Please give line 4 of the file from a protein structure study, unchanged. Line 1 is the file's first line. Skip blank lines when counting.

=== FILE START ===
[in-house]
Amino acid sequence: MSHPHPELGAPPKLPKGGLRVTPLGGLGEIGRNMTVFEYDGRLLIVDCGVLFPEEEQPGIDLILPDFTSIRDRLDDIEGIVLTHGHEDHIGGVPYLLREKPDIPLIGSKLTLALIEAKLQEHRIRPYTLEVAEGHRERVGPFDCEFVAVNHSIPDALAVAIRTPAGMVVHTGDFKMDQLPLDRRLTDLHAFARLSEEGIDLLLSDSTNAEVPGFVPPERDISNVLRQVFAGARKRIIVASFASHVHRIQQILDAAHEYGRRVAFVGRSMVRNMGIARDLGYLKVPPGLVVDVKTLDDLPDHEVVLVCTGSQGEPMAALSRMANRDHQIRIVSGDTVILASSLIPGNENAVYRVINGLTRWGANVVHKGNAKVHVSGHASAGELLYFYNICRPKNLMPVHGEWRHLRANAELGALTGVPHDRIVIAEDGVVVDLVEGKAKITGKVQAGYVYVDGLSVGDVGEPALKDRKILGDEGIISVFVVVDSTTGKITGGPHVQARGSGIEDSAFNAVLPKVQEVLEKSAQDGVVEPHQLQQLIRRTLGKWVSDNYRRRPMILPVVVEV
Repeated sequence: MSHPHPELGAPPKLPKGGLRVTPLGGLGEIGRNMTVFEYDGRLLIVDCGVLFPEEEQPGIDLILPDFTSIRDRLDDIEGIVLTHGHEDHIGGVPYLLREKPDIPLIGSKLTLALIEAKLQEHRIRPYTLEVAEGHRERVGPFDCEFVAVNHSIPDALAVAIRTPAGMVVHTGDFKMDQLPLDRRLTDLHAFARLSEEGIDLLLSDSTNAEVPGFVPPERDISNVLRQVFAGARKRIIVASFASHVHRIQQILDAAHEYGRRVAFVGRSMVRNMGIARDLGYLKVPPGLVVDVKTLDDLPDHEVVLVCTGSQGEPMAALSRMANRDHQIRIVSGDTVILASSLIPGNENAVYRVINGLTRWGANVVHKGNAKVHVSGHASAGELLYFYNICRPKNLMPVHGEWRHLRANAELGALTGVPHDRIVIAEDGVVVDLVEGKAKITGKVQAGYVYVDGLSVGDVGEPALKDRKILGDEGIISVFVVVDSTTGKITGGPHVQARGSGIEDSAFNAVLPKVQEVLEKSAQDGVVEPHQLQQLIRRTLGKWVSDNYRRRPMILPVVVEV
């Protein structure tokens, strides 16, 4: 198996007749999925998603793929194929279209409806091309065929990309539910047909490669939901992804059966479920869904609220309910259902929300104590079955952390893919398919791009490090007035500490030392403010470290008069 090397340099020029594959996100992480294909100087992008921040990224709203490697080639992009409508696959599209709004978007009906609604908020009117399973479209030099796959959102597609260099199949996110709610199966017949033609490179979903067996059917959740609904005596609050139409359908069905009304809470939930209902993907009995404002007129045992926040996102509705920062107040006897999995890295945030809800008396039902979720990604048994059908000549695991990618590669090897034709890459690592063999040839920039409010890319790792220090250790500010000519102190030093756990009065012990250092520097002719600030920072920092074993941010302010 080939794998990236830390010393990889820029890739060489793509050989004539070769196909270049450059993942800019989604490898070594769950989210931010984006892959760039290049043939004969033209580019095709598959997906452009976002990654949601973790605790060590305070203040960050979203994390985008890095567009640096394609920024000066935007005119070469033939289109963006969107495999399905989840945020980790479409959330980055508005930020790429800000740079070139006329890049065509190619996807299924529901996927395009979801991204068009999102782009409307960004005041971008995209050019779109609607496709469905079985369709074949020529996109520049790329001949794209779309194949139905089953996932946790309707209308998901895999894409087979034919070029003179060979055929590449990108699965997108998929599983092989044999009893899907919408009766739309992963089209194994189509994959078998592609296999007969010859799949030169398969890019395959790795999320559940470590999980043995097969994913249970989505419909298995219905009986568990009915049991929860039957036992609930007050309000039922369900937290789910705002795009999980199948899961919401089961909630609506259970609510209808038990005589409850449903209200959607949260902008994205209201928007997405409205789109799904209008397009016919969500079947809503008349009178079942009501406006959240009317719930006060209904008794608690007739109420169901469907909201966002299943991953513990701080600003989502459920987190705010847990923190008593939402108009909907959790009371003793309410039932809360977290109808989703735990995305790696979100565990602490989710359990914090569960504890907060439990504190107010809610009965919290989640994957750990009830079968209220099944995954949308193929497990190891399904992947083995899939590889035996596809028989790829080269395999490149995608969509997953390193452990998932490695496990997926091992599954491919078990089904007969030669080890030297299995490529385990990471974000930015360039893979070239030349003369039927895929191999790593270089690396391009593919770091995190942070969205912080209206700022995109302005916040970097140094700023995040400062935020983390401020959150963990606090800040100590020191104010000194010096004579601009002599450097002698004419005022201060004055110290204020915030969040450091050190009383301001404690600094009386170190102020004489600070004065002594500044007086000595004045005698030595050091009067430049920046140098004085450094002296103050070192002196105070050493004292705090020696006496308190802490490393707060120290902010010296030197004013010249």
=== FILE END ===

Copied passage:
């Protein structure tokens, strides 16, 4: 198996007749999925998603793929194929279209409806091309065929990309539910047909490669939901992804059966479920869904609220309910259902929300104590079955952390893919398919791009490090007035500490030392403010470290008069 090397340099020029594959996100992480294909100087992008921040990224709203490697080639992009409508696959599209709004978007009906609604908020009117399973479209030099796959959102597609260099199949996110709610199966017949033609490179979903067996059917959740609904005596609050139409359908069905009304809470939930209902993907009995404002007129045992926040996102509705920062107040006897999995890295945030809800008396039902979720990604048994059908000549695991990618590669090897034709890459690592063999040839920039409010890319790792220090250790500010000519102190030093756990009065012990250092520097002719600030920072920092074993941010302010 080939794998990236830390010393990889820029890739060489793509050989004539070769196909270049450059993942800019989604490898070594769950989210931010984006892959760039290049043939004969033209580019095709598959997906452009976002990654949601973790605790060590305070203040960050979203994390985008890095567009640096394609920024000066935007005119070469033939289109963006969107495999399905989840945020980790479409959330980055508005930020790429800000740079070139006329890049065509190619996807299924529901996927395009979801991204068009999102782009409307960004005041971008995209050019779109609607496709469905079985369709074949020529996109520049790329001949794209779309194949139905089953996932946790309707209308998901895999894409087979034919070029003179060979055929590449990108699965997108998929599983092989044999009893899907919408009766739309992963089209194994189509994959078998592609296999007969010859799949030169398969890019395959790795999320559940470590999980043995097969994913249970989505419909298995219905009986568990009915049991929860039957036992609930007050309000039922369900937290789910705002795009999980199948899961919401089961909630609506259970609510209808038990005589409850449903209200959607949260902008994205209201928007997405409205789109799904209008397009016919969500079947809503008349009178079942009501406006959240009317719930006060209904008794608690007739109420169901469907909201966002299943991953513990701080600003989502459920987190705010847990923190008593939402108009909907959790009371003793309410039932809360977290109808989703735990995305790696979100565990602490989710359990914090569960504890907060439990504190107010809610009965919290989640994957750990009830079968209220099944995954949308193929497990190891399904992947083995899939590889035996596809028989790829080269395999490149995608969509997953390193452990998932490695496990997926091992599954491919078990089904007969030669080890030297299995490529385990990471974000930015360039893979070239030349003369039927895929191999790593270089690396391009593919770091995190942070969205912080209206700022995109302005916040970097140094700023995040400062935020983390401020959150963990606090800040100590020191104010000194010096004579601009002599450097002698004419005022201060004055110290204020915030969040450091050190009383301001404690600094009386170190102020004489600070004065002594500044007086000595004045005698030595050091009067430049920046140098004085450094002296103050070192002196105070050493004292705090020696006496308190802490490393707060120290902010010296030197004013010249």